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much larger relative to the bodies this
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figures can be much higher. And the old
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estimates from the literature have that
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figure in sixty percent okay so early
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in life the brain really is dominating
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the body's energy budget in a way that
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we can imagine might actually lead to
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trade off approach right maybe some the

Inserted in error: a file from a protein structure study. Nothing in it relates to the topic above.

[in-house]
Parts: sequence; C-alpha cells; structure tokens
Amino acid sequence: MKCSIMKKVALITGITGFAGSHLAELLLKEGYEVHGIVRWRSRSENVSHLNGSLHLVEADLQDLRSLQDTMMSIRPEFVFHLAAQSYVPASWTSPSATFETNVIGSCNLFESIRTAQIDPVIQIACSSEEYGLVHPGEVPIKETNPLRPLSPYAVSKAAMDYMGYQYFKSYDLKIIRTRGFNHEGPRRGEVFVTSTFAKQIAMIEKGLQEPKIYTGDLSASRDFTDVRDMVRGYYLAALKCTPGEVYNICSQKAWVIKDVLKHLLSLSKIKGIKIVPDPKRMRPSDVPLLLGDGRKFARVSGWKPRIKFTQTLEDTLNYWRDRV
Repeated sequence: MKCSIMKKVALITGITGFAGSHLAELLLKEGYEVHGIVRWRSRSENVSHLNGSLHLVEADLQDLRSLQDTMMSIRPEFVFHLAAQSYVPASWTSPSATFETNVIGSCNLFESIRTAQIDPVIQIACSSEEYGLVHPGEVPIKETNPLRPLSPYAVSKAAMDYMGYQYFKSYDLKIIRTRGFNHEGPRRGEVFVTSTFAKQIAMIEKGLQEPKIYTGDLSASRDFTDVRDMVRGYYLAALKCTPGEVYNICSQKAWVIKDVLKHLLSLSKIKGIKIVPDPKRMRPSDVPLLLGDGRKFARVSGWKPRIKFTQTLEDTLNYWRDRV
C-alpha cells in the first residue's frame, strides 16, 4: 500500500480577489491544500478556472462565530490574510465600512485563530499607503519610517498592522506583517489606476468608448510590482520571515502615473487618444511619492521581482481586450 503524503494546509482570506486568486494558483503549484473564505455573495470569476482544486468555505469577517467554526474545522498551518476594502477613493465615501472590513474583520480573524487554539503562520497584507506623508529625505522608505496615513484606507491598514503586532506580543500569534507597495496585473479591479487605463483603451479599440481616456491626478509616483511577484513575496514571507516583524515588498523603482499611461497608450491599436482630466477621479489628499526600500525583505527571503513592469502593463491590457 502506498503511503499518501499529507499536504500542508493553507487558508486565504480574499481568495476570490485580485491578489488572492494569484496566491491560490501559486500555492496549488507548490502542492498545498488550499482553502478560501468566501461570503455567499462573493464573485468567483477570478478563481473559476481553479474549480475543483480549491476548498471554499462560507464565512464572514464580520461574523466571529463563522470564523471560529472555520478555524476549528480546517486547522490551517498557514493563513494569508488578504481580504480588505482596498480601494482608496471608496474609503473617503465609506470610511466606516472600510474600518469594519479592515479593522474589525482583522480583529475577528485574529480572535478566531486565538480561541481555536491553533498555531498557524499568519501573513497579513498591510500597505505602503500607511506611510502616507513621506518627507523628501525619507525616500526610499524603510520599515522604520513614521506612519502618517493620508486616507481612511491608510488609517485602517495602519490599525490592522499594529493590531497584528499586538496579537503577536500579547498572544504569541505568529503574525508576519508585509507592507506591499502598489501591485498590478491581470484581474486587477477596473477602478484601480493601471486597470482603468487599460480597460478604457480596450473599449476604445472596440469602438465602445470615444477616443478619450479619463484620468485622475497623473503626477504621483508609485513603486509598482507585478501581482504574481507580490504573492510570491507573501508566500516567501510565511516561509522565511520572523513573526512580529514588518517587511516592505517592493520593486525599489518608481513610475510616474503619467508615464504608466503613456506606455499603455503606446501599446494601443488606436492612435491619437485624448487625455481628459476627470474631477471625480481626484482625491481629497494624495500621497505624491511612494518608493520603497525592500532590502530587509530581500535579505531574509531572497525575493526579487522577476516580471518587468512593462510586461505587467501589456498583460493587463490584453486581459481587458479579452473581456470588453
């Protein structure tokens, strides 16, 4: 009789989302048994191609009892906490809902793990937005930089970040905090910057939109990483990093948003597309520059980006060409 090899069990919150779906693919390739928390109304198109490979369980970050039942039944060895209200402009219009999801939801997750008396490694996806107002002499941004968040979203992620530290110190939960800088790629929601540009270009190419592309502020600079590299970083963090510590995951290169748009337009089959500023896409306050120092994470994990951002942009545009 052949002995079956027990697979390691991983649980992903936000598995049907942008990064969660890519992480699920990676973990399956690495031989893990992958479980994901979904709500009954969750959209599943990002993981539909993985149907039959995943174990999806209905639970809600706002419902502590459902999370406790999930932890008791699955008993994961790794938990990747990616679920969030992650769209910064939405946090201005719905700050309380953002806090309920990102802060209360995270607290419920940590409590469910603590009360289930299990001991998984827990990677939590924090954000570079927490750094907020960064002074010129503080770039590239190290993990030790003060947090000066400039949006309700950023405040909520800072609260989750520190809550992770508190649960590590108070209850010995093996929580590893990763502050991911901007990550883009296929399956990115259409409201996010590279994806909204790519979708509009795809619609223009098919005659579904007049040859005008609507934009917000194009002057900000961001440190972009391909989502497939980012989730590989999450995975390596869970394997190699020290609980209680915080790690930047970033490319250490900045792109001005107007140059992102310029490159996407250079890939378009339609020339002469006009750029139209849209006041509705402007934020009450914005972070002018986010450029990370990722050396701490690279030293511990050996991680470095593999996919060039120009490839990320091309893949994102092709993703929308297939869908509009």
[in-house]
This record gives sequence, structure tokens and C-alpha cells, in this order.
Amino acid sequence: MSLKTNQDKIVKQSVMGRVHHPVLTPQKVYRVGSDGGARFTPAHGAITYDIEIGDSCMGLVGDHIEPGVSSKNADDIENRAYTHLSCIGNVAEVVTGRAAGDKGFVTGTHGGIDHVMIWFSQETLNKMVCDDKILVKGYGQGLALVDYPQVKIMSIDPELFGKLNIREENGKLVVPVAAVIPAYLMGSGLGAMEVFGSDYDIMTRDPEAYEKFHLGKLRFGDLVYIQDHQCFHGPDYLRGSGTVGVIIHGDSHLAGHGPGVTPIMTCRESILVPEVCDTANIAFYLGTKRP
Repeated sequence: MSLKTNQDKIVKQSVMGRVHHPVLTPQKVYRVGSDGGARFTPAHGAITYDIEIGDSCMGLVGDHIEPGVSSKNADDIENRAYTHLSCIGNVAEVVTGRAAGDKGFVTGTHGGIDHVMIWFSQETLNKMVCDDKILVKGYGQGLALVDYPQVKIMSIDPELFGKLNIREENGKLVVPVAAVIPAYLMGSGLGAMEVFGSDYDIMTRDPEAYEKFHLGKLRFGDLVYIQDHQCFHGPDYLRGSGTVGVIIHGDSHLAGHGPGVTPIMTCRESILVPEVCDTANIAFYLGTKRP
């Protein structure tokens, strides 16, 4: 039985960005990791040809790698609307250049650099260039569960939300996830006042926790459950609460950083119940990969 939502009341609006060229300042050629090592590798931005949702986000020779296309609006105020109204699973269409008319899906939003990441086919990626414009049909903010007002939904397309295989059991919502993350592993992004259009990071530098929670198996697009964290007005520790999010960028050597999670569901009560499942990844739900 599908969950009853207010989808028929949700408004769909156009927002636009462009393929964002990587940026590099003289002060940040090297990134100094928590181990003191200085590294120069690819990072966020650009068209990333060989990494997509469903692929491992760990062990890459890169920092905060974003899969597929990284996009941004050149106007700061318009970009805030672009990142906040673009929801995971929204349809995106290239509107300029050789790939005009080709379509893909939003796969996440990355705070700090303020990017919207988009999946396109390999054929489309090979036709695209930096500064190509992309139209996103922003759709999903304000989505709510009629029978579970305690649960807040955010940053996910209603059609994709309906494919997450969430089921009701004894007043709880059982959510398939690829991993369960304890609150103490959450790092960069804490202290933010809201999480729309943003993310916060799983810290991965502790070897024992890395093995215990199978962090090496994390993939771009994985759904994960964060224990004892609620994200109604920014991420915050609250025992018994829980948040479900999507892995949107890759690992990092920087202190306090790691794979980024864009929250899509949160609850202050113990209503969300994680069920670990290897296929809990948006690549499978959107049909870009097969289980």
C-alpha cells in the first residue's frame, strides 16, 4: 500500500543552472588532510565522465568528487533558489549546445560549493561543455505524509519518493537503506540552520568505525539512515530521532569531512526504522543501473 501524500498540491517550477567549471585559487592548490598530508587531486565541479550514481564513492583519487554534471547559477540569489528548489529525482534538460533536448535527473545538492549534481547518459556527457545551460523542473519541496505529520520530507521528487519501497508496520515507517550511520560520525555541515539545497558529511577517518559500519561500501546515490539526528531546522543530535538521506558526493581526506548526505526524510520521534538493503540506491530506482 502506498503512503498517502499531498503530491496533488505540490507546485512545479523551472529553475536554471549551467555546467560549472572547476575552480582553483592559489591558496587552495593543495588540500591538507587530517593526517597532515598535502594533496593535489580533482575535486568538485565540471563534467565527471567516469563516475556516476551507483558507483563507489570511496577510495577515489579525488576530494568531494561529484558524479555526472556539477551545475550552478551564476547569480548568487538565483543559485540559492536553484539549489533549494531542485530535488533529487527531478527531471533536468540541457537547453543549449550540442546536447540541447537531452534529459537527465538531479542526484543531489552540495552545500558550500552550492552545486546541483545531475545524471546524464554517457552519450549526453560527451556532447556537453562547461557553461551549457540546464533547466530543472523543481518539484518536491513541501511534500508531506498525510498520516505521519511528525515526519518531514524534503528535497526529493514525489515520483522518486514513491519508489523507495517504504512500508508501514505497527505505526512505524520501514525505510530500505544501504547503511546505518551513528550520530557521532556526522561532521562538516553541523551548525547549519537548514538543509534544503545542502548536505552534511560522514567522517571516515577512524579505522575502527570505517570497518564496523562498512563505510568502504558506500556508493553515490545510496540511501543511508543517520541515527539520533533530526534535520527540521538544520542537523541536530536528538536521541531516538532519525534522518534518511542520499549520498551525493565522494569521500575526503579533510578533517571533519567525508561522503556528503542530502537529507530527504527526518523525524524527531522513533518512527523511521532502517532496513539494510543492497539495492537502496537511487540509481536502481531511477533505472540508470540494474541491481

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calories ago drove me to subsidise
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their brains now if that's true then we
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can come up with a hypothesis and some
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some ideas that we can test so far
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costing brains explain or slow growth
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the ages of slowest body grows should
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also be the ages of highest brain
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energies right you just won the brain
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really demanding a lot we should see
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growth slowing down a lot and so we can
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look at this again by by looking at
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percentage of arm are going to bring